He was fooling around. He was a comic. And to his credit, he said “She didn’t have any ability to consent, she had every right to feel violated by that photo.”
So he’s a gentleman and he took the hit.
Can we now move on and get the great senator back and remove the president?”
These were just a couple of the celebrities who traveled to D.C. Many more didn’t, and they were far from silent.
Matt Damon showed up on “Saturday Night Live” in an interminable 13-minute sketch to mock Kavanaugh as an angry nut.
But, you’ll recall that Damon came under fire from #MeToo just last year for the great sin of recognizing a spectrum of bad behavior with regard to sexual misconduct.
Damon was actually right. But he was forced to apologize. And now that he’s bent the knee before the radicals of the #MeToo Movement, he’s back in the good graces, and ready to attack Judge Kavanaugh with the enthusiasm of the newly-converted.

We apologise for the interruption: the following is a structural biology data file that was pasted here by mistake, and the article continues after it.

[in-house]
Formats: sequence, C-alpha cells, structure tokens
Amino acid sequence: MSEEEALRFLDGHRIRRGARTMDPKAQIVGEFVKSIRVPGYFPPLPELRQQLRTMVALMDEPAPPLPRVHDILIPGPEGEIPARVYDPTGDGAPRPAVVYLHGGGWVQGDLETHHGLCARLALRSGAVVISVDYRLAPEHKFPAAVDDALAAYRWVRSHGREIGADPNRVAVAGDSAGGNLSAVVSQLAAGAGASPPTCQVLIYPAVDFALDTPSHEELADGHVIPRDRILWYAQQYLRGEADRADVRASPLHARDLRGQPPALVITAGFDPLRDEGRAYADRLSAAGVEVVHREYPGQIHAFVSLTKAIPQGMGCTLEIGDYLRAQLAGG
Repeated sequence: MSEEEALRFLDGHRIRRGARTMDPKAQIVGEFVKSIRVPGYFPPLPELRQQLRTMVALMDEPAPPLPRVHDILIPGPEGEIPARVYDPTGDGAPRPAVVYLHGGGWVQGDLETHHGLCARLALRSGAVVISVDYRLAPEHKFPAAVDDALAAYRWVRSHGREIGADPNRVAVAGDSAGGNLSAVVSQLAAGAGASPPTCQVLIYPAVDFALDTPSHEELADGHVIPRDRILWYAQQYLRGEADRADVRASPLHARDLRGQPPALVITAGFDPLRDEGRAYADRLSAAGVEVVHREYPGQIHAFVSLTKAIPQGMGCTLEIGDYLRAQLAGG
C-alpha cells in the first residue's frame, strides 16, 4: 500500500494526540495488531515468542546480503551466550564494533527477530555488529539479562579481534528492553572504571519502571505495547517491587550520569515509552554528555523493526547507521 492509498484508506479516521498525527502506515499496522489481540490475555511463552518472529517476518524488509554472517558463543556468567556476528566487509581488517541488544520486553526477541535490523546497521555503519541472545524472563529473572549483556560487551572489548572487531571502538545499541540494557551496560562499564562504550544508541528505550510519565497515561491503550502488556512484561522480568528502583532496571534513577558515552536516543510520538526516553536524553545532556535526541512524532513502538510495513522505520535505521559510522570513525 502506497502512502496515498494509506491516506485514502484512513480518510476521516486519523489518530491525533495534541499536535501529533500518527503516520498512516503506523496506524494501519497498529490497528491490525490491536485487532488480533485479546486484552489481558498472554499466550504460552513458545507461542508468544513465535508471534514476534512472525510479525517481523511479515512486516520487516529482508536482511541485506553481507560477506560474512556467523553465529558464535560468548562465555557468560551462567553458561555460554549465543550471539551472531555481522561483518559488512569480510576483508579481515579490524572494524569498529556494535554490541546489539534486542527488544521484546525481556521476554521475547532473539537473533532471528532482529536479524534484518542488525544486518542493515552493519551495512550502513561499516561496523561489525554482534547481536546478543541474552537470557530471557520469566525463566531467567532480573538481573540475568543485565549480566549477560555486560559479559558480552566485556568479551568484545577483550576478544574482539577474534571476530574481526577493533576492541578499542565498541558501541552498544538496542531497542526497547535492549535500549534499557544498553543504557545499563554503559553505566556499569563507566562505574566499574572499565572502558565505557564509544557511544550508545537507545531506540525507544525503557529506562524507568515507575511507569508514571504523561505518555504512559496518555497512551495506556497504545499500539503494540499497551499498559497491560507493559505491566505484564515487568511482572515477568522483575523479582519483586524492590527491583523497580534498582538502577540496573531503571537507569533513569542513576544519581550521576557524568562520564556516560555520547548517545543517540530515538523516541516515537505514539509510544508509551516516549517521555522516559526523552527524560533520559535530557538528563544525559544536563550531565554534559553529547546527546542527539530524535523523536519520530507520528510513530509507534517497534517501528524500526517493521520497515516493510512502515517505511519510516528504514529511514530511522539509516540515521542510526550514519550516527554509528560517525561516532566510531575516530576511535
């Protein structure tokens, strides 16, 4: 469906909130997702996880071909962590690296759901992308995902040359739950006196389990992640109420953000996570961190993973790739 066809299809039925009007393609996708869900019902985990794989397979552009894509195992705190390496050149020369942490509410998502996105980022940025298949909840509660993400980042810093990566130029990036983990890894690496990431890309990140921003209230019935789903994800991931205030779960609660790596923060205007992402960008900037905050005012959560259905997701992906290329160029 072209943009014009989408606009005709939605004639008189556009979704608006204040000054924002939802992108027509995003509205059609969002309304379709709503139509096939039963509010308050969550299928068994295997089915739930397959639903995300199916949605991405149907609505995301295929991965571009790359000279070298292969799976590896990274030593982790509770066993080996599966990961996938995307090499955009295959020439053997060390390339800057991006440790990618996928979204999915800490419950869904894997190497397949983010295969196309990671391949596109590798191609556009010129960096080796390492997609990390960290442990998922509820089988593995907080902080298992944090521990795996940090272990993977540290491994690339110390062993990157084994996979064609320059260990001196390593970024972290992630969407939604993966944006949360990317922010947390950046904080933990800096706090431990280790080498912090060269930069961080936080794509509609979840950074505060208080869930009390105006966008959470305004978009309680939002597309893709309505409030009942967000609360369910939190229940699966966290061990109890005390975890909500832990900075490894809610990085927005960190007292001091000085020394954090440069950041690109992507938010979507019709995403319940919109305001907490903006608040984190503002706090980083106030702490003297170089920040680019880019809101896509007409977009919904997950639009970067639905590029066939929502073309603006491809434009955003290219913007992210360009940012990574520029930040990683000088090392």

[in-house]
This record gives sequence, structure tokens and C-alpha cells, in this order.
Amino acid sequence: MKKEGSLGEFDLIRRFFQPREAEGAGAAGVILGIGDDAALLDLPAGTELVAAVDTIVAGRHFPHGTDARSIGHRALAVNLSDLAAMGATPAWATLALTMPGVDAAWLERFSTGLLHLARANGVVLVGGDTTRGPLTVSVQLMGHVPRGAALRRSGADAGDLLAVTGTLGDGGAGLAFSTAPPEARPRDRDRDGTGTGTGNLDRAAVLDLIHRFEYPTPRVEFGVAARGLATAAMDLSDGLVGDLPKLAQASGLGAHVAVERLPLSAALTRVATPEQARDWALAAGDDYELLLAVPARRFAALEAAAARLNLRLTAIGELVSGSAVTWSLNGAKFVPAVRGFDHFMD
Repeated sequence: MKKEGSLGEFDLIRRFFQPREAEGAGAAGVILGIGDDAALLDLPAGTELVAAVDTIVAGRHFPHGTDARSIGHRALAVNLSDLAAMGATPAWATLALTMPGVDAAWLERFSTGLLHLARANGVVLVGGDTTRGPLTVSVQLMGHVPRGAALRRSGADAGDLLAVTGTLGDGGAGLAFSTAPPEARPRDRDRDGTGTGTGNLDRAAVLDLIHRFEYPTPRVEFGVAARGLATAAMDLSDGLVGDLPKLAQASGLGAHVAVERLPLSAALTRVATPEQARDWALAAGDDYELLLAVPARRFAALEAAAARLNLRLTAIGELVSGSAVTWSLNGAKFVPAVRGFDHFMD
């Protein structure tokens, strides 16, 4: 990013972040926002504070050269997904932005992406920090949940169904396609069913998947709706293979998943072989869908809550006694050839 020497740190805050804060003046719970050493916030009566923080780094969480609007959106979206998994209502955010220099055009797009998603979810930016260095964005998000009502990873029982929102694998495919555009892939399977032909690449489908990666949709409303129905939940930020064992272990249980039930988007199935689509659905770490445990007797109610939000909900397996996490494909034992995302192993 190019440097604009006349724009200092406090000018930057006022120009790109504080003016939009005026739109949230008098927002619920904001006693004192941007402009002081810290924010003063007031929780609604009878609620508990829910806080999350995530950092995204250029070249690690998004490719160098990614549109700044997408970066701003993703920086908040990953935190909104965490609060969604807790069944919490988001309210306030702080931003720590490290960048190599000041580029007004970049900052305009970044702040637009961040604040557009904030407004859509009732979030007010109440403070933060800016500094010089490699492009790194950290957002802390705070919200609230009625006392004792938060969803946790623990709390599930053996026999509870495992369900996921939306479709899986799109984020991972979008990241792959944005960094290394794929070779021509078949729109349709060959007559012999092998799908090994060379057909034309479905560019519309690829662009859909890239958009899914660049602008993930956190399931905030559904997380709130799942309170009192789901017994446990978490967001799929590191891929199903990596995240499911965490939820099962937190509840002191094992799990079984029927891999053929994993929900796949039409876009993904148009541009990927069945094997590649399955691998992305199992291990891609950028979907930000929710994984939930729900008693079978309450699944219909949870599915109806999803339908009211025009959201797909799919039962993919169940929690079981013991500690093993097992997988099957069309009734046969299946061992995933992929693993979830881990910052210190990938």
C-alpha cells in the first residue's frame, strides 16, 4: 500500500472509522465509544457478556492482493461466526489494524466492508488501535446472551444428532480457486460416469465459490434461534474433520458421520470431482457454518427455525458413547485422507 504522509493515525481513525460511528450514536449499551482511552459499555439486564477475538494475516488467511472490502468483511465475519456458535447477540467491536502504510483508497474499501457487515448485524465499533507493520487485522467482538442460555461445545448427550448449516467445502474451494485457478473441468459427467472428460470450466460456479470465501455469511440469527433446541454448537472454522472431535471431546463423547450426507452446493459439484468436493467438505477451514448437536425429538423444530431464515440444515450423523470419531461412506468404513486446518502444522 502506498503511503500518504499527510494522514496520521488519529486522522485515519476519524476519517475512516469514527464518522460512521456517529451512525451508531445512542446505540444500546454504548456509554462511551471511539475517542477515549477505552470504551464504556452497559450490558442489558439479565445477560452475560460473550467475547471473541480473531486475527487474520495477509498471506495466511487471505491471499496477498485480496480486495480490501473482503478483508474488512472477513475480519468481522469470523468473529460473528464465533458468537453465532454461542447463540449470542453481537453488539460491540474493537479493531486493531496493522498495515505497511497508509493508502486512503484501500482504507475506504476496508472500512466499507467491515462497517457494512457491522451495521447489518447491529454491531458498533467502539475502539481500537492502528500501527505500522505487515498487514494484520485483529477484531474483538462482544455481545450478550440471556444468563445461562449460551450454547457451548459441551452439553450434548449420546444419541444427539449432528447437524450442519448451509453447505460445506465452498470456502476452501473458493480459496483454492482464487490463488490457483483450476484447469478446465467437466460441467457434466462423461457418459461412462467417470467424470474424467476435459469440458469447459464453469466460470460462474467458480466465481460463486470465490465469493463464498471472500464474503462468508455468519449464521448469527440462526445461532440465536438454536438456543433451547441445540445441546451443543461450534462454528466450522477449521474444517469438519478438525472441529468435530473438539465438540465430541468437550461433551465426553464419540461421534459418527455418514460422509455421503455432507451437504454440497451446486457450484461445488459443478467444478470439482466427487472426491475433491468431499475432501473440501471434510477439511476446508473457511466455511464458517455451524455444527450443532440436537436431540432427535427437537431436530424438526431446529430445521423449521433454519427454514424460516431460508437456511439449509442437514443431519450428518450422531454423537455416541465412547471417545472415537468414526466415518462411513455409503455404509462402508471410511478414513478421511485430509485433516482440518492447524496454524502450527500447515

Of course, actress Alyssa Milano famously showed up at Kavanaugh’s actual hearing, and then bemoaned his nomination, stating that men should be held accountable even if they aren’t exactly guilty.
Milano said, “We will not be silenced any longer and if that means that men have a hard time right now then I’m sorry — this is the way the pendulum has to shift for us to have the equality and security in our country and within our societal views of what it means to be a woman.”
Weird, though, that Milano didn’t seem quite all that upset about sexual misconduct by a Democrat back in 2012. She tweeted, “Bill Clinton, I love you so much. Like crazy amounts of love.”
You remember Bill Clinton. Soft southern accent. Credibly accused of a brutal rape by Juanita Broaddrick – she says he raped her and then told her to “put some ice on that.”